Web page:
Greetings Citizen Derek Hendersen, the letter begins.
As he reads past the salutation, an involuntary gasp escapes Derek. His sweat-sheened face reddens as he clamps his fingers into the casual shirt covering his chest. With pain ratcheting through his torso, his face contorts in a combination of agony and terror. Unable to control himself, he slumps in his chair as he attempts to suck in a lungful of air.
With frantic concern marring her features, Marlene tosses aside the the catalog and scrambles around the edge of the antique table.
As he slides bonelessly to the floor, Derek hears his wife's voice fading away in echoing remoteness. The forgotten announcement from his local Draft Board flutters from his nerveless fingers and seesaws to the floor like a dying leaf of autumn.
In clean, crisp print, the message contained on the paper is only too evident as he rests face-up on the polished wood of the floor:
In the name of the Greatest Good for the Greatest Number, you, Citizen Derek Randolph Hendersen, shall please report to Draft Commission Office #1026 on Wednesday, the Fifteenth Day of July, for induction into the Donor Corps.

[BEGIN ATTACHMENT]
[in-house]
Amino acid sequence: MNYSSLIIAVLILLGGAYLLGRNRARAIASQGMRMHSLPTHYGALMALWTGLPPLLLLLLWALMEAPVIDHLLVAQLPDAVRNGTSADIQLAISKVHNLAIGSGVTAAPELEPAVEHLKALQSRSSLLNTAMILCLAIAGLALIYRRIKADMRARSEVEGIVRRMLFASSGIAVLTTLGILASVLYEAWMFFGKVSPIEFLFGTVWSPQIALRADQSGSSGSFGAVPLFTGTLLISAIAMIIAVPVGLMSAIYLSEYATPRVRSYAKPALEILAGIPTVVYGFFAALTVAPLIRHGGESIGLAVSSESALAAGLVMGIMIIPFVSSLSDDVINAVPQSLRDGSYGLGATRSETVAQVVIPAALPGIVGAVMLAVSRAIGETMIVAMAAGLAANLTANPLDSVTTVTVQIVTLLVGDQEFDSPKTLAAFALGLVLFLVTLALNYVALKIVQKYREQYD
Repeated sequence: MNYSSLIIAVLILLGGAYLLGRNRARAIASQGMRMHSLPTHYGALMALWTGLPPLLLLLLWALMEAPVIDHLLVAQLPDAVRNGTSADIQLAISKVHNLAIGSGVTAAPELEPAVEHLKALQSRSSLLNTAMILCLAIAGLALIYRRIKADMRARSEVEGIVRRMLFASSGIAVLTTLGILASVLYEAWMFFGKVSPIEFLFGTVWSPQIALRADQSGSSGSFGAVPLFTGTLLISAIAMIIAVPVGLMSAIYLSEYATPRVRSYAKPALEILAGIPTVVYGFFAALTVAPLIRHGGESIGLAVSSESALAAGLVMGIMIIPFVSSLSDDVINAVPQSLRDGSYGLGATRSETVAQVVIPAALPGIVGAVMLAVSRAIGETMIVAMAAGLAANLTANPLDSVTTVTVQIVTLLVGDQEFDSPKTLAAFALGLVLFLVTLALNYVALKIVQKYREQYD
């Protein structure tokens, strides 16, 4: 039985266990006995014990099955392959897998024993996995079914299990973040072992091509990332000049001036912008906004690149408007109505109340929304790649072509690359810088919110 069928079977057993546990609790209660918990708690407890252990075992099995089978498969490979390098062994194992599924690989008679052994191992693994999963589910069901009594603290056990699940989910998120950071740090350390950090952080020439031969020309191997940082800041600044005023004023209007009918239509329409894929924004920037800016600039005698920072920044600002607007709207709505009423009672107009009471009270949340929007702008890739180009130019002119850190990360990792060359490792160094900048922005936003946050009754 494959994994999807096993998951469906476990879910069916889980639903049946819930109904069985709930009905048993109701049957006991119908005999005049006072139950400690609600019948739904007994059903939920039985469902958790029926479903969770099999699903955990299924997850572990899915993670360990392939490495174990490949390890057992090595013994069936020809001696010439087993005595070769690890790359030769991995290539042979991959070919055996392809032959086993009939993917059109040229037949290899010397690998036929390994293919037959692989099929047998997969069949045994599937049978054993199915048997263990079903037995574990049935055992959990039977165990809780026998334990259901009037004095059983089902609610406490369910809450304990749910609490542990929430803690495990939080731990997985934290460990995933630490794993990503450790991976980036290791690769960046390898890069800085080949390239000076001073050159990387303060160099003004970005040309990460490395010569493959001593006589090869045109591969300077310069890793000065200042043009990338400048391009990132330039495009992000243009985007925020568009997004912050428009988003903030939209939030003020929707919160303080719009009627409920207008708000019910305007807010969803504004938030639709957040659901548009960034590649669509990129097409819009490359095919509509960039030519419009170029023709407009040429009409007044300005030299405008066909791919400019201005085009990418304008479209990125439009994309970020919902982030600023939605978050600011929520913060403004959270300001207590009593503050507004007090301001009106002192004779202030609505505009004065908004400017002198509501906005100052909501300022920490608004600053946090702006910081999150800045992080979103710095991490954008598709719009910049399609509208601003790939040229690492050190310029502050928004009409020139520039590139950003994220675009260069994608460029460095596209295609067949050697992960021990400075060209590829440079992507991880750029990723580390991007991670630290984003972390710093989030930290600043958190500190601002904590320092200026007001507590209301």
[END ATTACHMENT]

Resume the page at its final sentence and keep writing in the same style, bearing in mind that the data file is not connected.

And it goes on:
2. INT. HOSPITAL ROOM -- NIGHT
The quiet stillness of a hospital room presses in on Derek at age fifteen like a smothering blanket of foreboding. His mother, HELEN, late thirties, lies in her rumpled bed. A single overhead light captures her in its oval halo like a heavenly spotlight. The rest of the room huddles in shadows. Barely visible there are Derek's sisters, 8 and 10.
Reluctantly, DEREK glances over at his father, MR. ISAAC HENDERSEN, 40. The elder Hendersen's lined features harden into a glare at his son's questioning look. Thinning his lips, Derek's father nods towards his wife.
Woodenly, Derek approaches the side of the bed. Wincing slightly, he takes his mother's emaciated, almost skeletal hand and holds it limply in his own.
His father's recent words reverberate in his head.
3. INT. HOSPITAL WAITING ROOM -- NIGHT
Derek stares at the cracked linoleum floor as his father looms over him. His TWO SISTERS, 8 and 10, sit quietly on plastic chairs to one side, studiously ignoring the confrontation occurring in front of them.
His father's piercing gaze holds a warning Derek knows he cannot resist.